The greatest improvement that could be made to future editions of the TLG, however, is the provision of a lemmatized index to the word list. This would be a file containing a list of dictionary forms of Greek words and with each word pointers to the locations of its various inflected forms in the word list. The most obvious benefit of this would be that you could search for all instances of φέρω in the author of your choice without having to think out all of the possible forms it might take. Another benefit would be that analysis of word-frequency statistics could be done much more easily. For example, my opening example of a reader searching for the word κλυτόπωλος was not plucked out of the air. I noticed that one of the major changes in Disk E was that the magical papyri kept cropping up in unexpected places, so I performed a search for all words in the word list that occur in Homer and the magical papyri, and in no more than 15 other authors. Most of the results were not really what I was looking for, since they were odd inflected forms of much more common words. The isolation of interesting words on the basis of usage patterns would thus be one of the less obvious benefits of a lemmatized word list.18

Generating this index in a comprehensive form would not be a trivial or automatic task, but it might not have to be begun from scratch nor implemented all at once. Several access methods for the TLG provide links from each Greek word to the online morphological analysis tool of the Perseus project; what the TLG itself needs is to map that information in the other direction; that is, it needs to provide a way to go from dictionary form to inflected form, rather than vice versa. Perseus has far fewer texts than the TLG, and not all of the words found in all of the TLG texts will be known by the Perseus morphological tool, but even a partial implementation of this sort of index would be useful. If the word you are looking for were not available, then you would simply have to revert to looking for the inflected forms by hand.

In summary, the TLG has long been recognized as one of the most ambitious and successful digitization projects in the world, and the latest version proves that it has not been resting on its laurels. Among the important advances that Disk E has brought are many new texts, better versions of old texts, an improved implementation, and vastly better documentation. The only major criticism that can be made is that such a valuable tool is not as widely or as conveniently used as it could be. This situation could be addressed by providing a lemmatized, partial index to the word list, by providing the word-location data to accompany the word list, and by rethinking parts of the licensing structure to bring the database closer to the fingertips of its users. The possibility exists of making the TLG as fast and convenient to access as a conventional lexicon or thesaurus, and I am sure that those who have brought this project on such a successful journey thus far will be able to meet the new opportunities for access provided by the continuing proliferation of inexpensive and fast desktop computers.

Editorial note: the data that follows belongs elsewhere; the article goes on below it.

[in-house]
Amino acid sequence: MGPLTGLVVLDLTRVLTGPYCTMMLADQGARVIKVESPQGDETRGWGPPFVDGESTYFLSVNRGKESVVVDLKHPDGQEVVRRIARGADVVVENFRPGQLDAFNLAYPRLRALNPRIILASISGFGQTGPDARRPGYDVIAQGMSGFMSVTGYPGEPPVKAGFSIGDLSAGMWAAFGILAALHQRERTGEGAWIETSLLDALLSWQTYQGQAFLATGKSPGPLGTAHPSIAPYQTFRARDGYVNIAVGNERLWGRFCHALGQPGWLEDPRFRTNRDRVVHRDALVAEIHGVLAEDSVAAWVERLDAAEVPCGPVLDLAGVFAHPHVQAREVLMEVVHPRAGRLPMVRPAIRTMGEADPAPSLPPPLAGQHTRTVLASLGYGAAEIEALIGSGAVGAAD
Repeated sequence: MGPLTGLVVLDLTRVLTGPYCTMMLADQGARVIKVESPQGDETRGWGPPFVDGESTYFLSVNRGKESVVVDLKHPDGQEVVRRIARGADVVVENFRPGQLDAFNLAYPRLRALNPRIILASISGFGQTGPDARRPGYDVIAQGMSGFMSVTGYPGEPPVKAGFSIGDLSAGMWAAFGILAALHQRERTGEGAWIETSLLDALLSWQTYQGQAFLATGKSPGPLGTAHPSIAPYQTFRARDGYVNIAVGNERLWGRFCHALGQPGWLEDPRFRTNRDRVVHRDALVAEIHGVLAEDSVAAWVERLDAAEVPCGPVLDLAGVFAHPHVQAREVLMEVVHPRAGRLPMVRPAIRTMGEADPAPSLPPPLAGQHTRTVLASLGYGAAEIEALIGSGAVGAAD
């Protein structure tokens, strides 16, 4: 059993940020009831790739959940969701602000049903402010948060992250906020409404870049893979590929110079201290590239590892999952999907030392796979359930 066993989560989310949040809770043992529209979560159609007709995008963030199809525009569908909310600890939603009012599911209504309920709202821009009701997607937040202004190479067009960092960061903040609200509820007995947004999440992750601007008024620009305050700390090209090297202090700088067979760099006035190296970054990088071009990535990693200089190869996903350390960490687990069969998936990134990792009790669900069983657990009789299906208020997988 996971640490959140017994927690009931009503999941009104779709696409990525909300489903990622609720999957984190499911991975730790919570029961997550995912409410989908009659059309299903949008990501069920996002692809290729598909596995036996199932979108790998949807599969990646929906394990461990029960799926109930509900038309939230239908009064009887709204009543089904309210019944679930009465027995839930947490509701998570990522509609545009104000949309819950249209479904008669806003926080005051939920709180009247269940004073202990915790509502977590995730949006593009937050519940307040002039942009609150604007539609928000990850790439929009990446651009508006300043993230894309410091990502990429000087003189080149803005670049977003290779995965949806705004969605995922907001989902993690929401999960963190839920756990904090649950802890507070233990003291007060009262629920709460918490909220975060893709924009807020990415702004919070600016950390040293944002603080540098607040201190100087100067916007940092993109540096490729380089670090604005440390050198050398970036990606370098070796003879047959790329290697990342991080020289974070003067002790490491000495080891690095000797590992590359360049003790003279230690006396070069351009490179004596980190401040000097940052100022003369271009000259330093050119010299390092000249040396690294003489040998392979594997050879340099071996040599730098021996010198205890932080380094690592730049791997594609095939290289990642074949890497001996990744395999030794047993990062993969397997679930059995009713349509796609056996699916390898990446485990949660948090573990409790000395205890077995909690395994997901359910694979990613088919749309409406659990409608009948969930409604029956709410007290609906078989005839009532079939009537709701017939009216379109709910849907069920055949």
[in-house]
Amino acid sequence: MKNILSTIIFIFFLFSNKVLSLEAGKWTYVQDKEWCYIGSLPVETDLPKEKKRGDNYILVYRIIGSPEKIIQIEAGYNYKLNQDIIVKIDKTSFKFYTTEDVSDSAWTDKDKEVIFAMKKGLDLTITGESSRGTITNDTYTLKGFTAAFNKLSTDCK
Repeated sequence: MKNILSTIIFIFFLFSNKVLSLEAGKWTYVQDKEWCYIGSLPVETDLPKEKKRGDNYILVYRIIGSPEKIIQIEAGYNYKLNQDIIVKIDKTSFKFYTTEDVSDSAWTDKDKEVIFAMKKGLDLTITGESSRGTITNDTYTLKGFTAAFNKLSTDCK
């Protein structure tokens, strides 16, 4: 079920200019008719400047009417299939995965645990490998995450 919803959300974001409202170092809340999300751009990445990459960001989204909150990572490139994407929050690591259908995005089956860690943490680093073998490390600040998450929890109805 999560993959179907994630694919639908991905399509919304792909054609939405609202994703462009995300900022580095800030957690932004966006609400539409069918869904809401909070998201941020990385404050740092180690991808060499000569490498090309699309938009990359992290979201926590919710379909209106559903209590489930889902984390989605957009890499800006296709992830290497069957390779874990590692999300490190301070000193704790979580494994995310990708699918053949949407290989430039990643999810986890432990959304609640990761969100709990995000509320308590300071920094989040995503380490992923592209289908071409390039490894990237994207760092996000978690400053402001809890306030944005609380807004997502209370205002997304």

NB. All WWW sites were accessed on 15 August 2001.


1. The web site is at, and the list is at

2. The Homeric scholia are grouped together as one “author”, with the various collections of scholia included as separate works. The complicated name given to the D-scholia in the TLG E disk, Scholia in Iliadem (scholia vetera) (= D scholia), may be a bit confusing, since Erbse in fact excluded the D-scholia, which he called scholia minora, from his edition of the scholia vetera, which is why they did not appear in disk D of the TLG.

3. The old, basic description of Beta code is available at; the new, comprehensive document is at The TLG technical notes 001 – 004 are at, etc. This excellent new documentation, written by N. Nicholas, was sorely needed and is clear, comprehensive, and illustrative. There is a demonstration version of the online interface with a very limited number of TLG texts available at

4. BMCR 01.07.10 (10 Jul 2001), Hockey, Electronic Texts in the Humanities, reviewed by Anne Mahoney.

5. Available from

6. Thesaurus Linguae Graecae Canon of Greek Authors and Works, Berkowitz and Squitier (Oxford University Press, 1990), with updates from the TLG web site; digital versions are included on the TLG disk.

7. Technically speaking, the text files contain lines of ASCII text as variable-length records separated by citation state-update information encoded as runs of non-ASCII bytes; these records are packed into 8 kilobyte, zero-padded blocks. Full citation information is reiterated at the start of each block, providing a good measure of robustness and the possibility of fairly random access.

8. One improvement that could be made to the design of the .IDT files would be to include abbreviated bibliographical information about each work, so that the user does not have to make a separate search in the Canon to discover that the obscure author his search has turned up was in fact taken from a collection of texts close to hand.

9. Some of the data contain strings with extra spaces appended at random, such as “femina “, which is the sort of thing that can lead to difficult-to-diagnose software errors.

10. The word list is in the file TLGWLIST.INX along with total counts for each word, and the file TLGWCNTS.INX contains the encoded information on how many times each word is found in each work of the TLG. The minimum length of a word-fragment changed in Disk E: for details see

11. Seaching for κλυτοπῶλ, the example used above, took 3 min, 5 sec on a 733 MHz, 128 MB Pentium III with a 52x CD-ROM drive, running Linux 2.2.17 and using the command-line version of Diogenes (version 0.93); the same search using the word list took less than 15 seconds.

12. See “N. Nicholas, TLG Technical Note 001: Greek Word Definition” at

13. For example, see βρυχώ[ό]μενος in one version of Tzetzes’ Scholia on Aristophanes’ Frogs (author number 5014, work 023), which appears in the word list as βρυχώομενος. The new word-list specification tries to deal with this problem intelligently, but the variety of ways that editors may indicate corrections and alternate readings and the variety of ways these have been encoded by the TLG makes it hard to catch all instances.

14. The text of Callimachus is one of those that has been updated in Disk E: whereas Disk D took all of the poet’s fragments from Pfeiffer’s edition and considered them as one work, with additional fragments from the Supplementum Hellenisticum entered as another work, now the Aetia, Iambi, etc. from Pfeiffer’s edition are considered to be separate works.

15. I have never tried it, but there is some information at

16. Technically speaking, font information is implemented as a state machine. At any given point, the font formatting is in a particular state: for example, oblique small Greek type. The next formatting code simply sets the next state without reference to what went before: a symbol for normal Latin font would change the current state to normal Latin text; this format would obtain until the state changes again. This is similar to the way that the changes in the citation information are encoded. The arrangement works well for the citation information, which has a limited number of states that are changed in a very regular manner. For the messier problem of text mark-up, it doesn’t always work so well.


18. One of the help files for the online TLG notes that the TLG is not lemmatized “[a]s of this writing”, which I hope indicates some interest in that direction (